Sunday, June 12, 2016

Recent Yard Visitors - 12 Jun 2016

Robin and I have been enjoying some nice visitors to the yard this spring. As I write this a Common Yellowthroat is singing daily (all day) from the hedge line just outside the back door. A Yellow Warbler joins him for several minutes a day, and its a joy to hear them both.

I haven't been hearing any American Woodcock out back since about the first of June.

Ruby-throated Hummingbirds have been slow to arrive, but are now daily visitors to the feeder since about June 1st. I've been attempting to capture some images of the male when he makes a 3-second visit every 20 minutes or so.

I hung an orange ant-moat above the hummingbird feeder and filled it with jelly. The Baltimore Orioles have been making regular visits and providing some nice portraits from the back window.

Rose-breasted Grosbeaks have also been making regular visits to the feeder.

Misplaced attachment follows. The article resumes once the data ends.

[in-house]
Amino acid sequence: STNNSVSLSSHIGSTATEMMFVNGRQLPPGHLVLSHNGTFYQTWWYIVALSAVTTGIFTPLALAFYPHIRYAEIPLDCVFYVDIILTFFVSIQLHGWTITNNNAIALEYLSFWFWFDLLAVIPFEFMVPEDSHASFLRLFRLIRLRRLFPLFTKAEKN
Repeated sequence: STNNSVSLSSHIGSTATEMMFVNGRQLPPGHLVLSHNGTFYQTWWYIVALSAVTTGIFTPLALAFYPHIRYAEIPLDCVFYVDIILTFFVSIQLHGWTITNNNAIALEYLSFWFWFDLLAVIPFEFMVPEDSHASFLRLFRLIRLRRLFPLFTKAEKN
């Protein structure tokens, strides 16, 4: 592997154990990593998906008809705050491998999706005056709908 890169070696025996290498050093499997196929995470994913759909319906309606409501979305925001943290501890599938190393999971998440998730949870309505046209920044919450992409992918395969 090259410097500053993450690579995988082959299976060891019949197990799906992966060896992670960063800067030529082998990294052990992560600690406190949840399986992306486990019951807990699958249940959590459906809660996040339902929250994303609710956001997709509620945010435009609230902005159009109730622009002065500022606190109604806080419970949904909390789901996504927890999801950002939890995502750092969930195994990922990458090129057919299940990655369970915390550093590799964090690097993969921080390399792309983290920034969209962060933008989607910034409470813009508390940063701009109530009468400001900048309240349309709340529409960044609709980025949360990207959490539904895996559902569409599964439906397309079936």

A Gray Catbird has been singing since early May, and is most vocal during the early hours of the day. It has been seen attacking the suet feeder, and even enjoys the jelly feast over the hummingbird feeder!

House Finches have thinned considerable since winter, but a family of 5 have stuck around and squabble over sunflowers.

A Song Sparrow enjoys gleaning the ground for several minutes a day.

Eastern Towhees are heard singing daily from the woods out back, and occasionally make an appearance.

Blue Jays are active at the feeders. They, along with the Common Grackles and family of European Starlings, empty the suet feeder every day. I'm having to replace suet daily this late into the spring/summer season.

Northern Cardinals, Mourning Doves, and Mallards are seen daily.

Oddly, no Sharp-shinned or Cooper's Hawks have been seen all spring.

The Black-capped Chickadees fledged several chicks, but have not been seen since the young left the bluebird box. A pair of Eastern Bluebirds were heard yesterday, so I'm hoping they find the now-empty bluebird box.

On the critter side we're enjoying up to 3 Chipmunks visiting the feeders daily. Bunnies are showing up, as well. A Raccoon has been raiding the sunflower feeder nightly, and I can tell because it spins the feeder around so it can feed from the snag nearby.

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